FIS Blog

Six reasons why your credit risk is not what you think


Michael Shields | Wednesday, April 12, 2017

With the receivables portfolio being the largest asset on many corporations’ balance sheets, credit risk is one of the most important risks to be managed. The difficulty for many credit and collections teams, however, is that before trying to monitor and mitigate their credit risk, they often struggle to identify their level of risk in the first place.

  1. Decentralized credit and collections organizations, or regional shared service centers that use different systems, find it very difficult to set credit limits and to measure credit risk for customers with whom they work in more than one location.
  2. Companies that engage in M&A acquire credit risk to both new and familiar customers. In many cases, it can take a long time to integrate this data and present a global view of credit risk to customers across the enterprise, a problem that is exacerbated every time a new acquisition is made.
  3. As companies expand their business into new, less familiar territories, particularly emerging markets, external credit agency information may be more limited or not exist at all. This means that credit teams need to establish credit limits based on a combination of external and internal data and insights, which can be more time-consuming and lack rigor if it is not done in a systematic way. Increased political risk is also adding to the complexity of these calculations.
  4. Companies should be looking at credit risk and collections risk separately. In this paradigm, credit risk management involves evaluating the financial viability of a customer or prospective customer, and projecting the organization’s future financial stability. Leveraging external data can play a key role in evaluating new customers for credit or existing customers for credit line adjustments. Collections risk evaluates the customers’ ability to pay and involves the risk inherent in the invoices that are already out the door. By leveraging internal data within predictive analytics or statistical models that look at a company’s own experiences with each customer to help predict future delinquencies, companies can accelerate collections by identifying high risk customers and move those customers to a high touch “call” collections strategies.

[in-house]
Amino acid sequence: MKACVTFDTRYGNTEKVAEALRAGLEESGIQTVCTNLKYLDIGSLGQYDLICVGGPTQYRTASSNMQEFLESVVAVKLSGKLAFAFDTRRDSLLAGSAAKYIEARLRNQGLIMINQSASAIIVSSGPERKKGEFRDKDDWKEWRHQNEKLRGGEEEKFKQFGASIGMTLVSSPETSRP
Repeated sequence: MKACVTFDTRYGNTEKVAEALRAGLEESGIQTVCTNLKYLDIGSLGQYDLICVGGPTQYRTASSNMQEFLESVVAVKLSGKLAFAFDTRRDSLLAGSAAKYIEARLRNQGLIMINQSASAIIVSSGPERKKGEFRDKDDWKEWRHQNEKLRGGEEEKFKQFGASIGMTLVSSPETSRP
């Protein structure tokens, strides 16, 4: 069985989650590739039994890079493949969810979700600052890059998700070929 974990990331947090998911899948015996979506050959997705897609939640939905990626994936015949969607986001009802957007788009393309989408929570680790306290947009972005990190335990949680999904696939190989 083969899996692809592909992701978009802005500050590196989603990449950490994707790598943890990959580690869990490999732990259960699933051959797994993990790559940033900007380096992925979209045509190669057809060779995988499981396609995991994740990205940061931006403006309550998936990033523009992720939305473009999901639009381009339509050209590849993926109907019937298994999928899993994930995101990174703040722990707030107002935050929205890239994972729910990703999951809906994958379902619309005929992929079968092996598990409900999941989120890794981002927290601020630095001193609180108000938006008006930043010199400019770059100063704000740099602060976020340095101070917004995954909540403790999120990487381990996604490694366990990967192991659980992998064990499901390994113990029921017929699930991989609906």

5. Few companies (28 percent, according to the 2017 FIS Credit and Collections Market Study) monitor dispute cycle time. However, unresolved disputes create a cloud of uncertainty around credit risk calculations. In the worst cases, customers are prevented from placing new orders while credit limits are shown as utilized; at the very least, credit managers lack a clear view of risk to these customers.
  6. Automated cash allocation rates vary considerably across organizations, with around a third of companies reporting hit rates of 50 percent or below. As a result, risk limits are incorrectly shown as utilized, which not only hampers new business, but also distracts credit teams from genuine credit risk concerns. Currently, less than half (42 percent) measure performance in cash allocation.

There is no single response to these diverse challenges, but it is essential to create an accurate picture of credit risk before seeking to monitor, refine and mitigate these risks. Implementing a consistent credit and collections management tool across the enterprise is a logical place to start, creating a single source of truth across different collections teams, including a global view of risk for each customer. Just as importantly, working towards a culture of performance measurement and improvement across the metrics that impact on credit risk can be a valuable means of identifying priorities and increasing visibility and confidence in credit risk.

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Tagged in: Credit risk, Credit and Collections, Corporate Solutions